But road fuels aren’t the only avenue for large-scale embracing of renewables. It could take to the air, literally. After all, the global commercial airline fleet currently stands at over 25,000 aircraft and is expected to grow to over 35,000 by 2030. All those planes will burn a lot of fuel. With the airline industry embracing the idea of AAF (or Alternative Aviation Fuels), developments into renewable jet fuels have been striking, from traditional bio-sources such as palm or soybean oil to advanced organic matter conversion from agricultural waste and manure. Chevron, again, has signed a landmark deal to advance the commercialisation. Together with Delta Airlines and Google, Chevron will be producing a batch of sustainable aviation fuel at its El Segundo refinery in California. Delta will then use the fuel, with Google providing a cloud-based framework to analyse the data. That data will then allow for a transparent analysis into carbon emissions from the use of sustainable aviation fuel, as benchmark for others to follow. The analysis should be able to confirm whether or not the International Air Transport Association (IATA)’s estimates that renewable jet fuel can reduce lifecycle carbon intensity by up to 80%. And to strengthen the measure, Delta has pledged to replace 10% of its jet fuel with sustainable aviation fuel by 2030.

In a parallel, but no less pioneering lane, France’s TotalEnergies has announced that it is developing a 100% renewable fuel for use in motorsports, using bioethanol sourced from residues produced by the French wine industry (among others) at its Feyzin refinery in Lyon. This, it believes, will reduce the racing sports’ carbon emissions by an immediate 65%. The fuel, named Excellium Racing 100, is set to debut at the next season of the FIA World Endurance Championship, which includes the iconic 24 Hours of Le Mans 2022 race.

But Chevron isn’t done yet. It is also falling back on the long-standing use of vegetable oils blended into US transport fuels by signing a wide-ranging agreement with commodity giant Bunge. Called a ‘farmer-to-fuelling station’ solution, Bunge’s soybean processing facilities in Louisiana and Illinois will be the source of meal and oil that will be converted by Chevron into diesel and jet fuel. With an investment of US$600 million, Chevron will assist Bunge in doubling the combined capacity of both plants by 2024, in line with anticipated increases in the US biofuels blending mandates.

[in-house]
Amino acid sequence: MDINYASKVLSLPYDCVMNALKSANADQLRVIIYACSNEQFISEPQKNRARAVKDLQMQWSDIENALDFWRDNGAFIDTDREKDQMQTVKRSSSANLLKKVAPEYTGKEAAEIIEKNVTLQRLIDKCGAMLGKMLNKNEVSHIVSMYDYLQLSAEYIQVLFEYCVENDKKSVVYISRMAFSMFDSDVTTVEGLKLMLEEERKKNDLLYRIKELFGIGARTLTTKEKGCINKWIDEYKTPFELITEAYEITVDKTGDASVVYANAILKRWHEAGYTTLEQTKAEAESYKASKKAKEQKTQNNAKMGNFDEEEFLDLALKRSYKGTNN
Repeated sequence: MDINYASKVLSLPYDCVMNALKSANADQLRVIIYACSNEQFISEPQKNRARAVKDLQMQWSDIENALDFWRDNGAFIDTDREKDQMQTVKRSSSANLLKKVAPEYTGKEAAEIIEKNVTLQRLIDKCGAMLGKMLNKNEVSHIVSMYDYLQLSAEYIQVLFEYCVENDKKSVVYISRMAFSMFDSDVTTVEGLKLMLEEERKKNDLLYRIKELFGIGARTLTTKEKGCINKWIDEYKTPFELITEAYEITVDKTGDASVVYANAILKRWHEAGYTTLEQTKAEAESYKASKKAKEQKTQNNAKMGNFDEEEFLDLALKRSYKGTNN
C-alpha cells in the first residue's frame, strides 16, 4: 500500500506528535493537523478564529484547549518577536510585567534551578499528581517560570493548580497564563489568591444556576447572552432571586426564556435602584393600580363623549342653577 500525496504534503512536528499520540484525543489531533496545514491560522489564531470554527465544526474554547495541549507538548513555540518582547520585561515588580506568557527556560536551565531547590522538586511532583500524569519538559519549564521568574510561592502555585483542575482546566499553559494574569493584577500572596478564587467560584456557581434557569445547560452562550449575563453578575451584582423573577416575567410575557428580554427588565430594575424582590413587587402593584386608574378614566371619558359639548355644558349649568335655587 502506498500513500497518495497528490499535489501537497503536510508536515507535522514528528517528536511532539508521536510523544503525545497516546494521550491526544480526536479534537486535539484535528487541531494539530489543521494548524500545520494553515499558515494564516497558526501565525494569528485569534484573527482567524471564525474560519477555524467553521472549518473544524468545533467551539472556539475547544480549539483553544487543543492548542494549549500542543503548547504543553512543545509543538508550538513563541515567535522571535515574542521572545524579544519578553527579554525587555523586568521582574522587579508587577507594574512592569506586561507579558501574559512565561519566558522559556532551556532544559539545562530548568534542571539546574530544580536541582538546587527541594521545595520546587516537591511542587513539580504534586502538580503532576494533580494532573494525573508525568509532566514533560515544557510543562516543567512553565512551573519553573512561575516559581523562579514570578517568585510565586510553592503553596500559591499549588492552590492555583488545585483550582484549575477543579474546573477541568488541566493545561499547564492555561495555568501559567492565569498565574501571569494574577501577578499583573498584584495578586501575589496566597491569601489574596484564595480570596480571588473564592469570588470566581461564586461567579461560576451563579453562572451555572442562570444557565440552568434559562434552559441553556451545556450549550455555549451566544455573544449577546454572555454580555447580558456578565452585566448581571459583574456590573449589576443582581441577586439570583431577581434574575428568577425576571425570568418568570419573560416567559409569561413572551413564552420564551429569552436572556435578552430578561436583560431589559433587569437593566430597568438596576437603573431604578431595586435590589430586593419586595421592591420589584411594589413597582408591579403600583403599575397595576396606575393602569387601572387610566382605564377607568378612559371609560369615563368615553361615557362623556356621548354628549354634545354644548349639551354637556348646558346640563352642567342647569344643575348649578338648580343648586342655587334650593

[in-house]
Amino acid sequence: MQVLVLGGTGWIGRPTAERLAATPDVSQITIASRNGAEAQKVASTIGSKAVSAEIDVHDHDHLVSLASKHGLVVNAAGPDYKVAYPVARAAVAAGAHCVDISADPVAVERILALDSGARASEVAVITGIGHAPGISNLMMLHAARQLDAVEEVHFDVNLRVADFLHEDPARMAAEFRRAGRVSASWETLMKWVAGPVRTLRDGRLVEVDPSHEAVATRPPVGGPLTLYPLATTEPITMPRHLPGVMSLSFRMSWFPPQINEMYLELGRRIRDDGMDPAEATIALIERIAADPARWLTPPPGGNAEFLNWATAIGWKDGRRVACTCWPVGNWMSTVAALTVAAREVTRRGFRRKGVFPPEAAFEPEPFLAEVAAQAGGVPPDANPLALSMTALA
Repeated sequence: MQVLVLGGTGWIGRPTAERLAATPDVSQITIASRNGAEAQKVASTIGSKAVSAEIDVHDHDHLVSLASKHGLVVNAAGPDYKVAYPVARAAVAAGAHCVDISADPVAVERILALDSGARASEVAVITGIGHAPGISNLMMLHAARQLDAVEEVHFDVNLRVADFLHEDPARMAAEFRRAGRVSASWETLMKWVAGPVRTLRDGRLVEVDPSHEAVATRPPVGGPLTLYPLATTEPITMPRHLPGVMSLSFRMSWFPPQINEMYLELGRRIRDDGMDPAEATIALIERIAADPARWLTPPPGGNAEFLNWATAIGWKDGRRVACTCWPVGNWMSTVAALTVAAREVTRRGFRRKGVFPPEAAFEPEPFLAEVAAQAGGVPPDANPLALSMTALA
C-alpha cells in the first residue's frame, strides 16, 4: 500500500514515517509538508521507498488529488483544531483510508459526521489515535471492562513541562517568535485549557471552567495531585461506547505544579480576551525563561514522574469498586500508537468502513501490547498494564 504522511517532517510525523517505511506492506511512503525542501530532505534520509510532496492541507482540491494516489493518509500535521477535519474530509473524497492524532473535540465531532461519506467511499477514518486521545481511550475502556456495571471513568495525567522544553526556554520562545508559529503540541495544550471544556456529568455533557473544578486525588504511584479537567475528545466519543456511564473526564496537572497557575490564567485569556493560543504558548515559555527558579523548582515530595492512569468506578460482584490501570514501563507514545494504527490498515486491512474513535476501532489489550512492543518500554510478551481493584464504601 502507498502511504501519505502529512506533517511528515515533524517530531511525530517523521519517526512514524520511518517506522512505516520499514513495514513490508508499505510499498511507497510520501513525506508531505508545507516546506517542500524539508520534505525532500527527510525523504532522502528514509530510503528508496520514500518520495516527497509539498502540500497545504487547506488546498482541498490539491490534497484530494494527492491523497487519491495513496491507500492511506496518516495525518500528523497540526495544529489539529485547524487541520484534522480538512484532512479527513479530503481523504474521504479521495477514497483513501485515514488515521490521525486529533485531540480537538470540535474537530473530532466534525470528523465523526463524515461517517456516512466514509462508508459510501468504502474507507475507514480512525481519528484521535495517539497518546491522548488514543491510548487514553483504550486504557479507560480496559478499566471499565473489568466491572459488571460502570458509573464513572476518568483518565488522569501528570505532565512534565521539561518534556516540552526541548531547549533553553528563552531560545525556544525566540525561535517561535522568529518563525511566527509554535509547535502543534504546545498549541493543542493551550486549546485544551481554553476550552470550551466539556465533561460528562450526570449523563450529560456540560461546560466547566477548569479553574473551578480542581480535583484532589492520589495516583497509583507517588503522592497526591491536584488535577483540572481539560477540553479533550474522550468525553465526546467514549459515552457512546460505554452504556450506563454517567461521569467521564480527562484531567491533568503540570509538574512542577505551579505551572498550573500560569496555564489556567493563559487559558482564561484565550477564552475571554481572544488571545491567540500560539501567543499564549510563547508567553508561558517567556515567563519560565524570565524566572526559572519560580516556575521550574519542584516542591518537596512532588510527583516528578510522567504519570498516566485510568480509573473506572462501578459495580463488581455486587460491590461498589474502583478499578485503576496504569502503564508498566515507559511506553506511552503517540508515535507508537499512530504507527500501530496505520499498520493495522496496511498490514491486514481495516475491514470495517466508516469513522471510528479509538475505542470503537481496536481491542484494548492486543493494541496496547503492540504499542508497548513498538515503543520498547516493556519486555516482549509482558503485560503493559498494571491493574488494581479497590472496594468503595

Even ExxonMobil, one of the most reticent of the supermajors to embrace renewables wholesale, is getting in on the action. Its Imperial Oil subsidiary in Canada has announced plans to commercialise renewable diesel at a new facility near Edmonton using plant-based feedstock and hydrogen. The venture does only target the Canadian market – where political will to drive renewable adoption is far higher than in the US – but similar moves have already been adopted by other refiners for the US market, including major investments by Phillips 66 and Valero.

Ultimately, these recent moves are driven out of necessity. This is the way the industry is moving and anyone stubborn enough to ignore it will be left behind. Combined with other major investments driven by European supermajors over the past five years, this wider and wider adoption of renewable can only be better for the planet and, eventually, individual bottom lines. The renewables ball is rolling fast and is only gaining momentum.

End of Article

Follow us for weekly updates! 

Market Outlook:

  • Crude price trading range: Brent – US$71-73/b, WTI – US$68-70/b
  • Global crude benchmarks have stayed steady, even as OPEC+ sticks to its plans to ease supply quotas against the uncertainty of rising Covid-19 cases worldwide
  • However, the success of vaccination drives has kindled hope that the effect of lockdowns – if any – will be mild, with pockets of demand resurgence in Europe; in China, where there has been a zero-tolerance drive to stamp out Covid outbreaks, fuel consumption is strengthening again, possibly tightening fuel balances in Q4
  • Meanwhile, much of the US Gulf of Mexico crude production remains hampered by the effects of Hurricane Ida, providing a counter-balance on the supply side

No alt text provided for this image

Learn more about this course

September, 16 2021